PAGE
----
The official Government Help to Buy website
Anyone who is over 16 and a first time buyer.
You can open an account with any bank, building society or credit union that offers a Help to Buy: ISA account.
No. You need to be a first time buyer and the property you are purchasing needs to cost less than the house price cap of £250,000 or less (or £450,000 or less in London).
You’ll be able to open a Help to Buy: ISA until 30 November 2019. After that date they won’t be available to new savers anymore – but if you opened your Help to Buy: ISA before then you can keep saving into your account until 30 November 2029 when accounts will close to additional contributions.
You must claim your bonus by 1 December 2030.
A first time buyer is someone who does not own, and has never owned, a home anywhere in the UK or the world. A full definition of this can be found here.
No. Help to Buy: ISAs must be opened by individuals aged 16 years and over and cannot be opened on behalf of someone else.
If you hold a Help to Buy: ISA, and close it without claiming your government bonus, you can open a new account in the following tax year (provided the new account is opened before 30 November 2019).
Your ISA Manager is your bank, building society, or credit union where you opened your Help to Buy: ISA.
If you have or had an ongoing beneficial interest in a residential property via a trust, (including a trust created by a will or divorce), then you are not a first time buyer.
However, you are still a first time buyer if:
(a) you are named as a beneficiary of residential property in the will of a person who is still living; or,
(b) if the trust to which you are or were a beneficiary was only created for the purpose of selling the property and other assets following a death or divorce, and the title of the residential property was never transferred to your name or to a trust which you are an ongoing beneficiary; or
(c) if you are only acting in a trustee role and will not be entitled as a beneficiary in the future, (and do not have any other interests in residential property).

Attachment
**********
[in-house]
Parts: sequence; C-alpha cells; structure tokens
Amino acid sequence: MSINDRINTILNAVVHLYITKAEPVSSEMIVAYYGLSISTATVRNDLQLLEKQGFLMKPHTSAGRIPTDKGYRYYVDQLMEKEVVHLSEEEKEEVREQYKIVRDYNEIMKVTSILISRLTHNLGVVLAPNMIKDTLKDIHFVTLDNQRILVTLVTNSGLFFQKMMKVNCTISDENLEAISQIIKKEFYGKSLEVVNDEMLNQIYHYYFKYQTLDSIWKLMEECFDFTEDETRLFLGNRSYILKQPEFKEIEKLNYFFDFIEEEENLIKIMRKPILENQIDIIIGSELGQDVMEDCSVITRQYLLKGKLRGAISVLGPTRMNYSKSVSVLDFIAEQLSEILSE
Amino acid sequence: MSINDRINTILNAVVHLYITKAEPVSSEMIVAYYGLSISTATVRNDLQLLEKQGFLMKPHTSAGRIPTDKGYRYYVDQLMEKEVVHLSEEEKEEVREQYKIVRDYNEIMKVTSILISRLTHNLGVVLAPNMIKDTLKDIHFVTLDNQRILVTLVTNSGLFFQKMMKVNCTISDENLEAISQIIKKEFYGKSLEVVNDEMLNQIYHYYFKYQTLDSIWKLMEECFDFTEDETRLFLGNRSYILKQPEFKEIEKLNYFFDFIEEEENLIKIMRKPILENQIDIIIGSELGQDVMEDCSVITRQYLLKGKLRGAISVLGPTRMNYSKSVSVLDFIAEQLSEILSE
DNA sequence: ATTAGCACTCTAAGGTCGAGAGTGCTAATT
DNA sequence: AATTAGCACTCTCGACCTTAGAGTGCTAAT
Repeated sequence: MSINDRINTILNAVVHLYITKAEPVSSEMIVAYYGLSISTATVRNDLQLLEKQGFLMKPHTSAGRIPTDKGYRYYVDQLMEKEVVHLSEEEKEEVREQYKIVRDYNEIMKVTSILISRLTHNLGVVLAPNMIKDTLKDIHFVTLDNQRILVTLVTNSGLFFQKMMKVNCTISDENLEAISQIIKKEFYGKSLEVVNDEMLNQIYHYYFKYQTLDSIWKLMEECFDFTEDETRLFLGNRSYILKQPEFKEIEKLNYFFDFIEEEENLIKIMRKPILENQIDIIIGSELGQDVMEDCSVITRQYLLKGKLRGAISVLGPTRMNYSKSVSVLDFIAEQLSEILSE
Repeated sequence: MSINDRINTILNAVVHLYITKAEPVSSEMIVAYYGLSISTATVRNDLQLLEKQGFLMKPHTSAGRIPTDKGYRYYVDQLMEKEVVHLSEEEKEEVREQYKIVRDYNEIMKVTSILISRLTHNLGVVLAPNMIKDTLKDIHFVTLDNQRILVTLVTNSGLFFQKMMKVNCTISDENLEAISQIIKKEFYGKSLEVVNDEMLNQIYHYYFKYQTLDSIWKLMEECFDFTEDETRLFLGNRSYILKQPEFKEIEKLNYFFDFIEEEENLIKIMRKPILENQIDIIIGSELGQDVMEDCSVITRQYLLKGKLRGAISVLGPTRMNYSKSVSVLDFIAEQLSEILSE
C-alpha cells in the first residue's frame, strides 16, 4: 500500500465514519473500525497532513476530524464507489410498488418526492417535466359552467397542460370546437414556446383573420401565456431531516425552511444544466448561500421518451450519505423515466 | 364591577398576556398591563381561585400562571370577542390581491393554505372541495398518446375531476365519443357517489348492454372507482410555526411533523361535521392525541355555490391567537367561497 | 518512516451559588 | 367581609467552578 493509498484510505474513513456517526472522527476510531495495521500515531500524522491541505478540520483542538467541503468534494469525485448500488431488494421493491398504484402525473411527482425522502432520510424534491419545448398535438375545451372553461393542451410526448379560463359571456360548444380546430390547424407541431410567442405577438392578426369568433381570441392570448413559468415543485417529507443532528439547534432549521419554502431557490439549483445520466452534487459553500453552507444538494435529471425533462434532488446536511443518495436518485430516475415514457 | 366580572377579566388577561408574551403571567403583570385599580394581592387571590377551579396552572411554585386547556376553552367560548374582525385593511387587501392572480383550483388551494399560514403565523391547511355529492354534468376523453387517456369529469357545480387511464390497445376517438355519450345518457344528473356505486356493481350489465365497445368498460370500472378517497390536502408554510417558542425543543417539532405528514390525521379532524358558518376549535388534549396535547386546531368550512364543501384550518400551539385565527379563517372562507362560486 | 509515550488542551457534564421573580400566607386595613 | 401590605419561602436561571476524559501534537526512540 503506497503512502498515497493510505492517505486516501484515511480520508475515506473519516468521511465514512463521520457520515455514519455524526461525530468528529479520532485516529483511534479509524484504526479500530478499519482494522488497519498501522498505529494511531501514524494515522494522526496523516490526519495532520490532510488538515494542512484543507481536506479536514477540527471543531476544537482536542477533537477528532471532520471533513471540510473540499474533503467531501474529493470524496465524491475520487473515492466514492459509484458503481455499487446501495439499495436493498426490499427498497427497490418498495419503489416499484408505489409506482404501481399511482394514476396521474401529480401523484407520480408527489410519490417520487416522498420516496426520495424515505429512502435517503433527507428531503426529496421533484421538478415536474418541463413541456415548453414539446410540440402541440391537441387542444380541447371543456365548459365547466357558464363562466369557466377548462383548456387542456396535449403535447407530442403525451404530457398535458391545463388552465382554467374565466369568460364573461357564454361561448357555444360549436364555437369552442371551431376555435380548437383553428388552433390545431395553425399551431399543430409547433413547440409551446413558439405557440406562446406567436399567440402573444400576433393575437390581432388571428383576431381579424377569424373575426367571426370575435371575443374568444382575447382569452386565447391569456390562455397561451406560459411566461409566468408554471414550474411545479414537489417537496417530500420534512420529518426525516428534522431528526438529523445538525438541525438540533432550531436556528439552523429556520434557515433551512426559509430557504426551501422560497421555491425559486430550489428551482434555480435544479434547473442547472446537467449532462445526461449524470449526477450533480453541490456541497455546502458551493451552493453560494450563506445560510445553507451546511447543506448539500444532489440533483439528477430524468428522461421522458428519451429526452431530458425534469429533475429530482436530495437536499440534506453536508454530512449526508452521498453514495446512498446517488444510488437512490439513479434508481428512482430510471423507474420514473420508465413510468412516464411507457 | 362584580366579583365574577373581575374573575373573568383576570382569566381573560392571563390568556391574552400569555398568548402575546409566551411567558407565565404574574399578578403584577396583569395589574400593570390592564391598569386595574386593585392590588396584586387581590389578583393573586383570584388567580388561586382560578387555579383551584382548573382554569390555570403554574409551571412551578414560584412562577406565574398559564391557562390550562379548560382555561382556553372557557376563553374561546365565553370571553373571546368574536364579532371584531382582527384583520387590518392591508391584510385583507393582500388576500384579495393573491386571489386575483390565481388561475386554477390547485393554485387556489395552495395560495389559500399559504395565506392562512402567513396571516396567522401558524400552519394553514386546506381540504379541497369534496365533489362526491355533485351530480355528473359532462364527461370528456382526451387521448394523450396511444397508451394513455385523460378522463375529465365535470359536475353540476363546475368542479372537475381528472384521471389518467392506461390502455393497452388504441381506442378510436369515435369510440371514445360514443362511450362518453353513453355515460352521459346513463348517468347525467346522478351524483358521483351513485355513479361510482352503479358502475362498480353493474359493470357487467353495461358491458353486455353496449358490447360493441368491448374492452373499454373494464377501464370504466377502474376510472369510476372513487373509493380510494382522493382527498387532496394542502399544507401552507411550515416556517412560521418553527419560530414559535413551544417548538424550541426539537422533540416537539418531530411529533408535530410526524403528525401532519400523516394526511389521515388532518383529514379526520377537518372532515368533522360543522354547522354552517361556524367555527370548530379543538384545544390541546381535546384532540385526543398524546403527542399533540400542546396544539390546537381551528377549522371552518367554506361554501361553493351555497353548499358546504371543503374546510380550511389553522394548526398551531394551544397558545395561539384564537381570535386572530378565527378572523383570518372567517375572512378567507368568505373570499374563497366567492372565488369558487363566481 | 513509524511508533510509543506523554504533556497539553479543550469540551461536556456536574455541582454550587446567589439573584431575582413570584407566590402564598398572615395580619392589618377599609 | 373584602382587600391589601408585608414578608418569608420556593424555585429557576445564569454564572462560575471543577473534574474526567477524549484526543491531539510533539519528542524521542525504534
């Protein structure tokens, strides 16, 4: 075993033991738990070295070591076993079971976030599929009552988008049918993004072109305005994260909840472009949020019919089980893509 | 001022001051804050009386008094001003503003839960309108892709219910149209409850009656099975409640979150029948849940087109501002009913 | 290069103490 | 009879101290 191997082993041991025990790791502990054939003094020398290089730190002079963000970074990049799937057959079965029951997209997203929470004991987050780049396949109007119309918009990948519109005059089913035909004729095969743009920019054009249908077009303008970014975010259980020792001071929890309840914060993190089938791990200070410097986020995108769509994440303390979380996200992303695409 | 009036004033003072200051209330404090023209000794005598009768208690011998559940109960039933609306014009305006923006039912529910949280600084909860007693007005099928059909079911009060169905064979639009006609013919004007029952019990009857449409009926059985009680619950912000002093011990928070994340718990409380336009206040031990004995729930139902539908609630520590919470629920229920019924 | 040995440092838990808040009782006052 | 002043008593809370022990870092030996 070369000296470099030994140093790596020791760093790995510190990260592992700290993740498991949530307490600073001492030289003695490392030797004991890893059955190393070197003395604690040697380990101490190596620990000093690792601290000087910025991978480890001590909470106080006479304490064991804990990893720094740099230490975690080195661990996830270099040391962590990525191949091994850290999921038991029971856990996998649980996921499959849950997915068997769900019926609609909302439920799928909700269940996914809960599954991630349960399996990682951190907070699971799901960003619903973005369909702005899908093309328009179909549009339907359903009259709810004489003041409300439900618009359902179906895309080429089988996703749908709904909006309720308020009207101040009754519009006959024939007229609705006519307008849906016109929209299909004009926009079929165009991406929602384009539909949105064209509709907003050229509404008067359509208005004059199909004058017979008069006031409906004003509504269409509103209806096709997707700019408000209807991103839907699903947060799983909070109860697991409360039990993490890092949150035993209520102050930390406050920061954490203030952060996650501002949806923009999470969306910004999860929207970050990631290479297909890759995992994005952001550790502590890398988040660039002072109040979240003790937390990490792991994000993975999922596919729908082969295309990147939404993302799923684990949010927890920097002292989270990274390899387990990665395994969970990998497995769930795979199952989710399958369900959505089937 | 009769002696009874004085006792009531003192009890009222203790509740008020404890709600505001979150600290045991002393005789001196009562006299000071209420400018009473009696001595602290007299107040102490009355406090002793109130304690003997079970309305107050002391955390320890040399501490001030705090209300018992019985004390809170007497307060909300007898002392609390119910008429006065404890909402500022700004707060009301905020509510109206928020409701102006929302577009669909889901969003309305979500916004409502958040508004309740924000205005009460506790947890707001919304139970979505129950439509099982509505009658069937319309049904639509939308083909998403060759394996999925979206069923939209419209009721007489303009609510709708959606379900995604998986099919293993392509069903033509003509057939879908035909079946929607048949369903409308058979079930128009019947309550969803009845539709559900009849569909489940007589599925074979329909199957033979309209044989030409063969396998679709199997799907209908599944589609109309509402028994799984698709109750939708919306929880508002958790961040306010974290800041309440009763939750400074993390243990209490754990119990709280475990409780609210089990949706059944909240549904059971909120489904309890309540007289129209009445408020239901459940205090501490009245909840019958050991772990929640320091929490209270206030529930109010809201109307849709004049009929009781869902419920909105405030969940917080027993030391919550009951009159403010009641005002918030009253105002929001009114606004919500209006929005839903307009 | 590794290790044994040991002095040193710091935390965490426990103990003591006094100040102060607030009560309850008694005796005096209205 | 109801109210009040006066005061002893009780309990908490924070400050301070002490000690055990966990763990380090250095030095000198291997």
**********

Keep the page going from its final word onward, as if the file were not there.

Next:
You can only have one Help to Buy: ISA at any one time. Unlike a cash ISA, you can’t open a new one every year. But you can transfer your Help to Buy: ISA from one bank, building society or credit union to another.
If you have paid into a cash ISA this tax year, in order to open a Help to Buy: ISA, you will have to transfer your active cash ISA to a Help to Buy: ISA. You can transfer up to £1,200 of your active cash ISA balance into your Help to Buy: ISA.
Anything more than this should be moved into either a stocks and shares ISA, an Innovative Finance ISA, or a non-ISA account. However, the total amount saved must not exceed the annual subscription limit for ISAs.
Alternatively, some ISA managers offer portfolio ISAs which allow you to hold multiple ISA products within a cash ISA wrapper. You can still only subscribe to one cash ISA but it can be made up of one or more cash ISA products, including a Help to Buy: ISA. The standard cash ISA and Help to Buy: ISA allowance limits will still apply.
Savers are recommended to speak to ISA managers to discuss the options they have.
If you haven’t opened a new cash ISA, or put any money into an existing cash ISA since 5 April 2016 you can open a Help to Buy: ISA.
Yes. The maximum amount you can save every month is £200. In the first month you can save an additional £1,000.
No. You don’t have to save money every month and the amount you save into the account every month is up to you – as long as you don’t go over £200. However, you can’t roll over your allowance.
For example, if you don’t save any money during January and February, this doesn’t mean you’re allowed to save £600 during March.
Yes. You can withdraw money from your Help to Buy: ISA account at any time. But you can’t put all the money you’ve withdrawn straight back into the account – you’re still only able to save up to £200 in every month. For example, if you deposit £200 and then withdraw £50 in the same month, you will have to wait until the next calendar month to make another deposit.
There are exceptions if you withdraw your money in order to purchase a home and the sale falls through.
The government bonus is paid once it is certain the transaction will go ahead. This means that your solicitor or conveyancer will claim the bonus between exchange and completion. The government bonus contributes towards your overall deposit (sometimes referred to as the ‘mortgage deposit’) and therefore increases your savings for your first home.
If you are in the situation where you need the government bonus to make up the deposit on exchange of contracts then your solicitor or conveyancer will be able to advise you on your options. In this instance your solicitor or conveyancer should be able to agree a smaller deposit at exchange with the seller; with the promise of the government bonus to follow as part of the overall deposit.
Yes. The government bonus contributes towards your overall deposit (sometimes referred to as the ‘mortgage deposit’) and therefore increases your savings for your first home. When calculating the size of your mortgage, banks, building societies and credit unions will seek evidence of the funds that you have available to put towards your first home. This will include the amount that has been saved into your Help to Buy: ISA account and banks, building societies or credit unions will factor in the amount of the government bonus into their calculation of how much you need to borrow.
A ‘mortgage deposit’ is the amount you are contributing towards your first home upfront. For instance, you may pay 5% of the value of the property upfront and borrow the remaining 95% from a bank or building society.